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Appl Environ Microbiol. 1993 Oct;59(10):3287-96.

Microscale distribution of nitrification activity in sediment determined with a shielded microsensor for nitrate.

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  • 1Department of Microbial Ecology, Institute of Biological Sciences, University of Aarhus, Ny Munkegade, DK-8000 Aarhus C, Denmark.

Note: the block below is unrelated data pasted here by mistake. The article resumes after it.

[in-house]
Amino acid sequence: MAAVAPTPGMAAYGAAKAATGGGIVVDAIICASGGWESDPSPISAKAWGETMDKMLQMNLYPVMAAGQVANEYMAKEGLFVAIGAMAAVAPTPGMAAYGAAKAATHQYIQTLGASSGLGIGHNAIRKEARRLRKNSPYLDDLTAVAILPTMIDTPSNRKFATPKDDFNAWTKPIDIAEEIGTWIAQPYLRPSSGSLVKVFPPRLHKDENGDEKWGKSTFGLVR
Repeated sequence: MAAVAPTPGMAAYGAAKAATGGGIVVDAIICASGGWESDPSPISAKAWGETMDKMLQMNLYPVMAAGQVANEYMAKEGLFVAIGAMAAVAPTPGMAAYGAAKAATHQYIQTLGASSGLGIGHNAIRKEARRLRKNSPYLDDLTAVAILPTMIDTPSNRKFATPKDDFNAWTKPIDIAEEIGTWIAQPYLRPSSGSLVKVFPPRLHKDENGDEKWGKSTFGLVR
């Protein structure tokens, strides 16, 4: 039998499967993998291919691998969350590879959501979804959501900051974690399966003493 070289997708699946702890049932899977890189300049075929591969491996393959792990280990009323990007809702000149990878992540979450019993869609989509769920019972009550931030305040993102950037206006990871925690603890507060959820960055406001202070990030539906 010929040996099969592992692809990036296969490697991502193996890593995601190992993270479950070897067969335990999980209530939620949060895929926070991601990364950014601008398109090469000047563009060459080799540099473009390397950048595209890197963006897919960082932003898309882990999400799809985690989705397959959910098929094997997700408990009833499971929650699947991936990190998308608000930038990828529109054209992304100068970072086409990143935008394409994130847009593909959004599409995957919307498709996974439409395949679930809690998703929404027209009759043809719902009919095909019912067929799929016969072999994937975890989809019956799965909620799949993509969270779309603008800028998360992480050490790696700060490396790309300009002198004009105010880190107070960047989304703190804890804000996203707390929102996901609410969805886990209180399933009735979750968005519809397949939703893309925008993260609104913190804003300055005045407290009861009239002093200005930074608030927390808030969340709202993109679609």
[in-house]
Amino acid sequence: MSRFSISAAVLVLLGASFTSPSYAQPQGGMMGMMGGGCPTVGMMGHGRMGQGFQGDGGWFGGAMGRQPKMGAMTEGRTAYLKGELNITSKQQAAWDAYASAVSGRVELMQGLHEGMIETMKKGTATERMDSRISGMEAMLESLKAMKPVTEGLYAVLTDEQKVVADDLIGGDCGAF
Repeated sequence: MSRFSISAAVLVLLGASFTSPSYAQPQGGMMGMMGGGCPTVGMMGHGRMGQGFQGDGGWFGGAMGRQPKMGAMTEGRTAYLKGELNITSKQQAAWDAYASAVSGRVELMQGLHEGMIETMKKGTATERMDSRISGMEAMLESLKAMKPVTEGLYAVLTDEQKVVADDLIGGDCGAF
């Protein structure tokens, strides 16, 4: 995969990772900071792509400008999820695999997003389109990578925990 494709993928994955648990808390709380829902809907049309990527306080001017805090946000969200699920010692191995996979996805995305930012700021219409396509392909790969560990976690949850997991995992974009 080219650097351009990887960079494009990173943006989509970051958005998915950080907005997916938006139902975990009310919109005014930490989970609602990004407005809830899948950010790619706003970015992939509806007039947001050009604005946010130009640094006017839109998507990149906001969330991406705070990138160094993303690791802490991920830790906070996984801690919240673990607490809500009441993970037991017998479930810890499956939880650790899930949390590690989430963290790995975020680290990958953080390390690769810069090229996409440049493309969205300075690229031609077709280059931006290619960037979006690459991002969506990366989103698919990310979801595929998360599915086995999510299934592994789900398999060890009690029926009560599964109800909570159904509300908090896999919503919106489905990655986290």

Microprofiles of O(2) and NO(3) were measured simultaneously in freshwater sediment with microsensors which were completely free from electrical interference because of coaxial designs. Depth profiles of nitrification (NO(3) production) and denitrification (NO(3) consumption) were subsequently determined by computer simulation of the measured microprofiles. The nitrifying bacterial community responded very quickly to changes in environmental conditions, and new steady-state microprofiles of O(2) and NO(3) were usually approached within a few hours after perturbation. Nitrification started quickly after introduction of O(2) in previously anoxic layers, suggesting prolonged survival of the nitrifiers during anaerobiosis. Changes in the availability of O(2) and NH(4) greatly affected the nitrification profile, and there was a high rate of coupled nitrification-denitrification under conditions in which nitrification occurred right above the oxic-anoxic interface. Addition of C(2)H(2) rapidly removed the NO(3) peaks, indicating that NO(3) production was due mainly to autotrophic nitrification.

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